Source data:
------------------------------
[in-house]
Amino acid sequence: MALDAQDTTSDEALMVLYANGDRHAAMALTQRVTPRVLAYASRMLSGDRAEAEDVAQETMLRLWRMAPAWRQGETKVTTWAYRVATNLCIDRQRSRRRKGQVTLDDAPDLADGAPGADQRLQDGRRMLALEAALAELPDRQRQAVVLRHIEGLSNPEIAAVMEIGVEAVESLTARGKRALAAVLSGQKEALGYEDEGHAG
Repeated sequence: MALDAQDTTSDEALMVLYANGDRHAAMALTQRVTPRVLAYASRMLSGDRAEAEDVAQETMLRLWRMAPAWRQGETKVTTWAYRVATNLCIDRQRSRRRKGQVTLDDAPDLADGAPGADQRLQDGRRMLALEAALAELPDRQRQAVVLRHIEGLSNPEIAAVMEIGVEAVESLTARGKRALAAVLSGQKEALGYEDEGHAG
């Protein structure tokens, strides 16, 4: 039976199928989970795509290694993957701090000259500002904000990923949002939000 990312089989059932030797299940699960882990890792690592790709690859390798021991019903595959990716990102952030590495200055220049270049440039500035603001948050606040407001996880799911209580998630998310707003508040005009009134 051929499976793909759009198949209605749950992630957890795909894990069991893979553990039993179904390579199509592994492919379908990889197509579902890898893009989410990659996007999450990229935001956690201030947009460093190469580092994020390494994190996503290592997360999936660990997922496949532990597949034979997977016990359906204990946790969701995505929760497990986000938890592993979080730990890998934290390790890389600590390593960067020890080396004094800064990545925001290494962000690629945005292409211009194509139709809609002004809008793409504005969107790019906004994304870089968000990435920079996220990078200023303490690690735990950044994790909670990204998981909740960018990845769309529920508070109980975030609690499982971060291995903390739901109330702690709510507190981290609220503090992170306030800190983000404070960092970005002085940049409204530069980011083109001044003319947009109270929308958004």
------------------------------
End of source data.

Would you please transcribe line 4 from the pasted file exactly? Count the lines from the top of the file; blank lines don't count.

């Protein structure tokens, strides 16, 4: 039976199928989970795509290694993957701090000259500002904000990923949002939000 990312089989059932030797299940699960882990890792690592790709690859390798021991019903595959990716990102952030590495200055220049270049440039500035603001948050606040407001996880799911209580998630998310707003508040005009009134 051929499976793909759009198949209605749950992630957890795909894990069991893979553990039993179904390579199509592994492919379908990889197509579902890898893009989410990659996007999450990229935001956690201030947009460093190469580092994020390494994190996503290592997360999936660990997922496949532990597949034979997977016990359906204990946790969701995505929760497990986000938890592993979080730990890998934290390790890389600590390593960067020890080396004094800064990545925001290494962000690629945005292409211009194509139709809609002004809008793409504005969107790019906004994304870089968000990435920079996220990078200023303490690690735990950044994790909670990204998981909740960018990845769309529920508070109980975030609690499982971060291995903390739901109330702690709510507190981290609220503090992170306030800190983000404070960092970005002085940049409204530069980011083109001044003319947009109270929308958004």